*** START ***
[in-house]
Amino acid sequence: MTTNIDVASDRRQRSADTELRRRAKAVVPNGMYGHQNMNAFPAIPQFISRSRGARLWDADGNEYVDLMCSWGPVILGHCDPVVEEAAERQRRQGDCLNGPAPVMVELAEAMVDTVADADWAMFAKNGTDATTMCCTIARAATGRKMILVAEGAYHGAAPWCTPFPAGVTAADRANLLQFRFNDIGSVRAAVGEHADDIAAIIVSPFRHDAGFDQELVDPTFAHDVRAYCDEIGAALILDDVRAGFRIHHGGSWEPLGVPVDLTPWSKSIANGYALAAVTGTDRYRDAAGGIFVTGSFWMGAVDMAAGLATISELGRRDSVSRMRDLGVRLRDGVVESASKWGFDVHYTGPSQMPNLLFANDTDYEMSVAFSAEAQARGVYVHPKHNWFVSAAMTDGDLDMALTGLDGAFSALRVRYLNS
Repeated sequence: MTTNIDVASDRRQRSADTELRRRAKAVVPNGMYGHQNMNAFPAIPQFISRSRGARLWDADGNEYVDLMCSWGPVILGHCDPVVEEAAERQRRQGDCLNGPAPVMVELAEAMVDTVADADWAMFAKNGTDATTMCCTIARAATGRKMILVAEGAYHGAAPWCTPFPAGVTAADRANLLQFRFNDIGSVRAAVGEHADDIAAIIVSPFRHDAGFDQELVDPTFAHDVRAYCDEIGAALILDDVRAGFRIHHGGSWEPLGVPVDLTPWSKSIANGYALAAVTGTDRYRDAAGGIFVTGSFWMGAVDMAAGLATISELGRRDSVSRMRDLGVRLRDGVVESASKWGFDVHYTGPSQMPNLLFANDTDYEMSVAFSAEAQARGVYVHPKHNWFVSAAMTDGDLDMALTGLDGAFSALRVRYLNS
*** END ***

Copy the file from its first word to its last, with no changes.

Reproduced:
[in-house]
Amino acid sequence: MTTNIDVASDRRQRSADTELRRRAKAVVPNGMYGHQNMNAFPAIPQFISRSRGARLWDADGNEYVDLMCSWGPVILGHCDPVVEEAAERQRRQGDCLNGPAPVMVELAEAMVDTVADADWAMFAKNGTDATTMCCTIARAATGRKMILVAEGAYHGAAPWCTPFPAGVTAADRANLLQFRFNDIGSVRAAVGEHADDIAAIIVSPFRHDAGFDQELVDPTFAHDVRAYCDEIGAALILDDVRAGFRIHHGGSWEPLGVPVDLTPWSKSIANGYALAAVTGTDRYRDAAGGIFVTGSFWMGAVDMAAGLATISELGRRDSVSRMRDLGVRLRDGVVESASKWGFDVHYTGPSQMPNLLFANDTDYEMSVAFSAEAQARGVYVHPKHNWFVSAAMTDGDLDMALTGLDGAFSALRVRYLNS
Repeated sequence: MTTNIDVASDRRQRSADTELRRRAKAVVPNGMYGHQNMNAFPAIPQFISRSRGARLWDADGNEYVDLMCSWGPVILGHCDPVVEEAAERQRRQGDCLNGPAPVMVELAEAMVDTVADADWAMFAKNGTDATTMCCTIARAATGRKMILVAEGAYHGAAPWCTPFPAGVTAADRANLLQFRFNDIGSVRAAVGEHADDIAAIIVSPFRHDAGFDQELVDPTFAHDVRAYCDEIGAALILDDVRAGFRIHHGGSWEPLGVPVDLTPWSKSIANGYALAAVTGTDRYRDAAGGIFVTGSFWMGAVDMAAGLATISELGRRDSVSRMRDLGVRLRDGVVESASKWGFDVHYTGPSQMPNLLFANDTDYEMSVAFSAEAQARGVYVHPKHNWFVSAAMTDGDLDMALTGLDGAFSALRVRYLNS